69

I want to buy an external USB 3.0 drive and I wonder how to figure out whether my laptop has such a port (or only 2.0).

Neither lsusb -v, nor /proc/bus/input/devices offers any obvious hints, although the former says a lot of 2.0 root hub which might imply v2 and not v3. Right?

75

lsusb does show you whether the kernel sees usb 3.0 support.

Contrast this non-USB3 system:

$ lsusb 
Bus 001 Device 002: ID 8087:0020 Intel Corp. Integrated Rate Matching Hub
Bus 002 Device 002: ID 8087:0020 Intel Corp. Integrated Rate Matching Hub
Bus 001 Device 001: ID 1d6b:0002 Linux Foundation 2.0 root hub
Bus 002 Device 001: ID 1d6b:0002 Linux Foundation 2.0 root hub
Bus 001 Device 003: ID 1210:2604 DigiTech 
Bus 002 Device 003: ID 0a5c:219c Broadcom Corp. 

with this one, which does support USB3:

$ lsusb 
Bus 001 Device 002: ID 8087:0024 Intel Corp. Integrated Rate Matching Hub
Bus 002 Device 002: ID 8087:0024 Intel Corp. Integrated Rate Matching Hub
Bus 001 Device 001: ID 1d6b:0002 Linux Foundation 2.0 root hub
Bus 002 Device 001: ID 1d6b:0002 Linux Foundation 2.0 root hub
Bus 003 Device 001: ID 1d6b:0002 Linux Foundation 2.0 root hub
Bus 004 Device 001: ID 1d6b:0003 Linux Foundation 3.0 root hub
Bus 001 Device 003: ID 08ff:168b AuthenTec, Inc. 
Bus 001 Device 004: ID 04f2:b1d6 Chicony Electronics Co., Ltd 
Bus 002 Device 015: ID 0cf3:3005 Atheros Communications, Inc. AR3011 Bluetooth

a "3.0 root hub" is present for USB3.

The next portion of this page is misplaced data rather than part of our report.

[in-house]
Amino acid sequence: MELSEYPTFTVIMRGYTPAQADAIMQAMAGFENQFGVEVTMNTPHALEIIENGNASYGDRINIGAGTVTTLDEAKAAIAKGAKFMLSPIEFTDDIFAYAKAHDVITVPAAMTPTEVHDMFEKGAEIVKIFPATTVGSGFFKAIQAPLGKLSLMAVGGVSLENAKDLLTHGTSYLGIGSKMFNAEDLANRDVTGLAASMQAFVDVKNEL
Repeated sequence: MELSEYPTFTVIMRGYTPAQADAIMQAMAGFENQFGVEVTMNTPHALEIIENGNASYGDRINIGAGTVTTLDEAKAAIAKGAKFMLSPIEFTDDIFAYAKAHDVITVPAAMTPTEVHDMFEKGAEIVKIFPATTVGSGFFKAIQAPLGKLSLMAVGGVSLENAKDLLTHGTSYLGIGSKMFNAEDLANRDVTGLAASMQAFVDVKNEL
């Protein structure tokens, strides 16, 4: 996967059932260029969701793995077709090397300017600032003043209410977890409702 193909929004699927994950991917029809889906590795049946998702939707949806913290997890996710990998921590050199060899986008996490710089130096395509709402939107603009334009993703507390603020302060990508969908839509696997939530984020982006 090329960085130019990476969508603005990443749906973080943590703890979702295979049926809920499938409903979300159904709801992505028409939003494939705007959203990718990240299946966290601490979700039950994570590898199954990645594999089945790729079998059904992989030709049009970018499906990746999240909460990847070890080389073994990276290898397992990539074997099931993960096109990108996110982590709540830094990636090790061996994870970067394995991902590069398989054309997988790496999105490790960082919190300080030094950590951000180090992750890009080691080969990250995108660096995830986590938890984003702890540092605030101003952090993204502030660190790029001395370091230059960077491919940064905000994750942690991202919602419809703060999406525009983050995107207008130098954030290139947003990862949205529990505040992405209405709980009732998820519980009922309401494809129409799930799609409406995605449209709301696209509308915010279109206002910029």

That said, I concur that the best way to determine if your hardware is USB3 is by looking at the ports themselves; USB3 is usually color-coded and is blue, and has some extra conductors (which are however a bit difficult to see). If a USB 3.0 port is not blue, you will most likely see the phrase "SS" for super speed next to it, like this:

Identifying USB 3.0 Ports

  • 1
    Sometimes when the name doesn't show USB3.0, you can use lsusb -t (see Bain's answer) or lsusb -v Of course you can copy a file and if it exceeds 480Mbps or 60MB/s transfer speed then it should be >USB2.0 (I've found sometimes lsusb doesn't show the versions correctly for my devices - they say 480M but I can copy faster than that.) – pd12 Apr 2 '16 at 9:38
21

USB 3 ports are blue. Just look at the ports on your laptop. If they aren't blue, they aren't USB 3 ports. There is probably some terminal command to determine this but just visually inspecting the ports will be the simplest.

Edit: An anonymous user suggested a helpful edit which was rejected, but I think it's helpful as it proves my answer isn't 100% correct. I'll copy it verbatim below and hope it proves useful:

I have read many places that the UBS 3.0 ports are blue, but that is not true in my experiences. I have a Dell Latitude E6430 that does have two 2.0 USB ports and two 3.0 USB ports. They are labeled with the above mentioned SS marking, but there is no blue parts of any kind visible from the outside of the laptop.

I have been researching this subject for a bit and I'm seeing the, sometimes condescending, but not in this case, comments about just looking. They are not always blue and as a matter of fact I'm a software test engineer and I work with numerous computers through the day and I have yet to find one where the port had any blue showing externally. I have seen a device with some blue but not the computer port.

Thanks for listening!

  • 3
    My Lenovo Thinkpad X240 also comes with two USB 3.0 ports and none of them is blue, they look exactly like every other USB port. They are labeled “SS” for “SuperSpeed”, but they are not blue. – dessert Sep 7 '17 at 13:55